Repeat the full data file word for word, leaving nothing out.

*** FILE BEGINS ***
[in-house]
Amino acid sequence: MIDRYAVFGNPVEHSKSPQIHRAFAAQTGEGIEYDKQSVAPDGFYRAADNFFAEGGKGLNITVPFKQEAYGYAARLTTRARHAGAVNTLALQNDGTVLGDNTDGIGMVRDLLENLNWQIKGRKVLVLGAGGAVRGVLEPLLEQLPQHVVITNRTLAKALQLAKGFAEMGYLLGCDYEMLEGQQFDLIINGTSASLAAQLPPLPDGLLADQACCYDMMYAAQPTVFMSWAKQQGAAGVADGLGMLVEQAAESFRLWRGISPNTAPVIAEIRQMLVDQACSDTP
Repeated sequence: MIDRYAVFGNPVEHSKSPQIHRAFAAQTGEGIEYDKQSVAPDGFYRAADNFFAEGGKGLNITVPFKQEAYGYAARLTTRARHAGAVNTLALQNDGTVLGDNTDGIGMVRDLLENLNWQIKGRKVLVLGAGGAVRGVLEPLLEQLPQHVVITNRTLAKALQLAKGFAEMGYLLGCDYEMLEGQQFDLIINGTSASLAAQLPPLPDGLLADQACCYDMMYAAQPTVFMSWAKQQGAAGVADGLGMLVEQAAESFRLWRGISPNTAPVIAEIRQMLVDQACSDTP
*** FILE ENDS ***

[in-house]
Amino acid sequence: MIDRYAVFGNPVEHSKSPQIHRAFAAQTGEGIEYDKQSVAPDGFYRAADNFFAEGGKGLNITVPFKQEAYGYAARLTTRARHAGAVNTLALQNDGTVLGDNTDGIGMVRDLLENLNWQIKGRKVLVLGAGGAVRGVLEPLLEQLPQHVVITNRTLAKALQLAKGFAEMGYLLGCDYEMLEGQQFDLIINGTSASLAAQLPPLPDGLLADQACCYDMMYAAQPTVFMSWAKQQGAAGVADGLGMLVEQAAESFRLWRGISPNTAPVIAEIRQMLVDQACSDTP
Repeated sequence: MIDRYAVFGNPVEHSKSPQIHRAFAAQTGEGIEYDKQSVAPDGFYRAADNFFAEGGKGLNITVPFKQEAYGYAARLTTRARHAGAVNTLALQNDGTVLGDNTDGIGMVRDLLENLNWQIKGRKVLVLGAGGAVRGVLEPLLEQLPQHVVITNRTLAKALQLAKGFAEMGYLLGCDYEMLEGQQFDLIINGTSASLAAQLPPLPDGLLADQACCYDMMYAAQPTVFMSWAKQQGAAGVADGLGMLVEQAAESFRLWRGISPNTAPVIAEIRQMLVDQACSDTP